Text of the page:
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(cheap & effective)

Last Updated: 11/28/2007

without alcohol                         with 50/50 ethanol/water

12 psi (some knocking)                    16 psi (no knocks)

WASHER BOTTLE and PUMP - The I have mounted the washer bottles where the vapor canister used to be.  You could also try hiding it under the header panel/behind the front bumper.  I have two of everything. This lets me spray twice as mush and gives flexibility for multiple turn on points with different size nozzles. Currently, I'm finding that one is enough.  The aluminum bracket is bolted to existing holes. The second bottle is only zip tied to the first (cheesy, but I couldn't find anywhere better for it.)

You can't see the pumps, but they fit into recesses on the outsides of the bottles. The pump that came with the bottle was 25 psi. The pumps from the ~2002 cars have 45 psi. The red and blue wires are for the pumps. Red are hot and go to the white wire on the wiper motor. The blues are ground and go to the pressure switches on the inner fender (I install a second switch for the three boost lights I have). I just alligator clip the blue wire to the switch after sliding the electrical connector off just a touch. When the lights go one, so do the pumps.

The 10 and 15 on the caps refers to the nozzle size. One pump is connected to the 9 psi light. The other is off (see it clipped to the cap). There is no low fluid light, but some GM cars had float switches, so they can easily be added.

SPRAY NOZZLES - The misting nozzle and the barb fitting get screwed into the female coupler.  The barb fitting needs to have the hole enlarged (it's either a 1/4" or a touch bigger) to receive the misting nozzle.  They are sitting in the holes where the thermal switch for the air cleaner used to be. They held in place by the hoses underneath clamped to the  bard fittings. You can see the white check valves in the hoses. They keep the alcohol from draining back into the bottles.

I like this configuration for the nozzles. They spray a mist, but any large drops will fall away from the carb and down the air filter duct. Since the mist goes thru the carb, it should be fully atomized (like the fuel) before reaching the turbocharger. Since this is pre-carb, there is no vacuum to suck the alcohol out of the bottles.  It could be removed in five minutes and you would never know it was there. 

WATER or ALCOHOL? - The Distilled water, ethanol (aka denatured), methanol or mixtures can be used.  Ethanol is available at most hardware stores for about $8 gallon.  Methanol might be available at the drag strip.  Distilled water is available at grocery stores and is <$1/gallon.  Windshield washer fluid is ~35% methanol and cheap, but I don't know what the effects of the blue dye are.  I have only used straight water and 50/50 water/ethanol so far.  Water provides cooling.  Alcohols cool as well, but are also a fuel.

ALCOHOL FLOWRATE - The McMaster-Carr #3178K76 is labeled "M10", which means it flows 10.0 gallon/hour at 100 psi.  The McMaster-Carr catalog also listed flowrates at 40 psi and the M10 flows 6.32 gal.hr @ 40 psi.  An M5 flows half that and an M15 flows 1.5x the M10.  Too little alcohol leads to knock, too much will cause the engine to fall flat at wide open throttle (WOT).  (I also have set up a duplicate washer bottle and pump.  This way I can run two different size nozzles singlely or together at different turn on points.)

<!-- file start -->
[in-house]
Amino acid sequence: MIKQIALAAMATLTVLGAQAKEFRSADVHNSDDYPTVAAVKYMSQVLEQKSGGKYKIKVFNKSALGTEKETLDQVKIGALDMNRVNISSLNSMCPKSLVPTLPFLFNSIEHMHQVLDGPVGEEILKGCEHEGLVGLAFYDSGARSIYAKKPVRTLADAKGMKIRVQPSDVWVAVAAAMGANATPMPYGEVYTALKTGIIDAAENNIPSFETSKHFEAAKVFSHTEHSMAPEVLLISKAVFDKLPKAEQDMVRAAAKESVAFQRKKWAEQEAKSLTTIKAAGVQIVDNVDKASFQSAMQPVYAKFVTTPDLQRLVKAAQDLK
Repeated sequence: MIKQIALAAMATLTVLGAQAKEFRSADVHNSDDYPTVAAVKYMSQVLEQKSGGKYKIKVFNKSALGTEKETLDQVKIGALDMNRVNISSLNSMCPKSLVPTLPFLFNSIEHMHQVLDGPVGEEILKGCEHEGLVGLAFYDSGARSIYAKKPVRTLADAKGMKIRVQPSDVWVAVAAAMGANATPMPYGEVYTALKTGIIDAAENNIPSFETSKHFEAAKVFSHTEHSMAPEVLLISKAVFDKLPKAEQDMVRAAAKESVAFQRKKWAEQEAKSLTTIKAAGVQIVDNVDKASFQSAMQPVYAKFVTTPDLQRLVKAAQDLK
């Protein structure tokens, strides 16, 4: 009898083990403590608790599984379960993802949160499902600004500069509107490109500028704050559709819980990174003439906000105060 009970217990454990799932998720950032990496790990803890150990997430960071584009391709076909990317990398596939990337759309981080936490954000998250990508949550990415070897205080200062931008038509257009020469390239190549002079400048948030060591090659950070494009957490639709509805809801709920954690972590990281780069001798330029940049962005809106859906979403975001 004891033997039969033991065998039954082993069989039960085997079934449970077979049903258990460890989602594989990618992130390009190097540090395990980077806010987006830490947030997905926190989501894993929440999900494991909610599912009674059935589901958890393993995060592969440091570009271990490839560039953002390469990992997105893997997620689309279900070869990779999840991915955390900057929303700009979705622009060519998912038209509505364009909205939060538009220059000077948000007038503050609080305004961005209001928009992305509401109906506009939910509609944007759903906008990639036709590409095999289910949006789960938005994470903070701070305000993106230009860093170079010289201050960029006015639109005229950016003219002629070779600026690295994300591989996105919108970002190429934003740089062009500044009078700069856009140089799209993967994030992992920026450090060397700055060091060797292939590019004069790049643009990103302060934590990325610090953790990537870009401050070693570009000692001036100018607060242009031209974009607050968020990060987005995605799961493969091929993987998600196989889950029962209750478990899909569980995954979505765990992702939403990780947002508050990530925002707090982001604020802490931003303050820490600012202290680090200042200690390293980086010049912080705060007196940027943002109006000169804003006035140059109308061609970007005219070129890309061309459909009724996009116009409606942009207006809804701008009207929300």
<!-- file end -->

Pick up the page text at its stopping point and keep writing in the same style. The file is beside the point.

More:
TUNING - The alcohol helps suppress knock, which lead to less retard from the ESC.  It also allows for more boost and more timing advance.  I run a MSD 6 BTM ignition box, which provides timing retard based on boost pressure.  I run 15 initial timing with retard per psi of boost on the street with  the 50/50 ethanol turning on at 9 psi and a flowrate 7 gal/hr (M10 @ 45 psi).  With this, I run 16 psi max boost.  At the track, I'll put a little race gas in, set the BTM to 0/psi and up the boost some.  These numbers are just guidelines!  There are a lot of parameters to juggle here - boost, initial timing, timing retard, alcohol mixture, alcohol set point, alcohol flowrate, octane, ambient air temps, fuel mixture (secondary rods and hangers) and then the fact the every engines a little different.   This is where a knock gauge, like the Casper's 10-led, becomes invaluable.  A little knock kills performance - a lot of knock kills engines!

The first time I ran alcohol, I found the more I ran, the faster the car went.  I started in the high 15's, and by the end of the day I 12 gal/hr and got down to 15 flat (see times above).  I now know at the time I was running lean for the boost I was at (EGT's in the high 1600's).  The alcohol suppress the knock and also helped richen the mixture.  The next season, I swapped the stock rods and hangers in the carb for some much richer ones.  Times dropped to 14.85 with the additional fuel!  But I found that any richer and the car fell flat (EGT's in the low 1400's).  The next time out, I didn't have any leaner rods or hangers.  Instead I cut back on the alcohol to lean it up.  This dropped me to 14.71! -  my best so far and now the car is a consistent high 14's performer.    

On the street, I can run 16psi boost without alcohol if I set the BTM retard to ~1 / psi.  With the alcohol, at the same 1, it will fall flat.  By setting the retard to only / psi, the car will not knock, and the additional timing can be felt in the seat of the pants.  More timing with alcohol is much better than less timing without alcohol.

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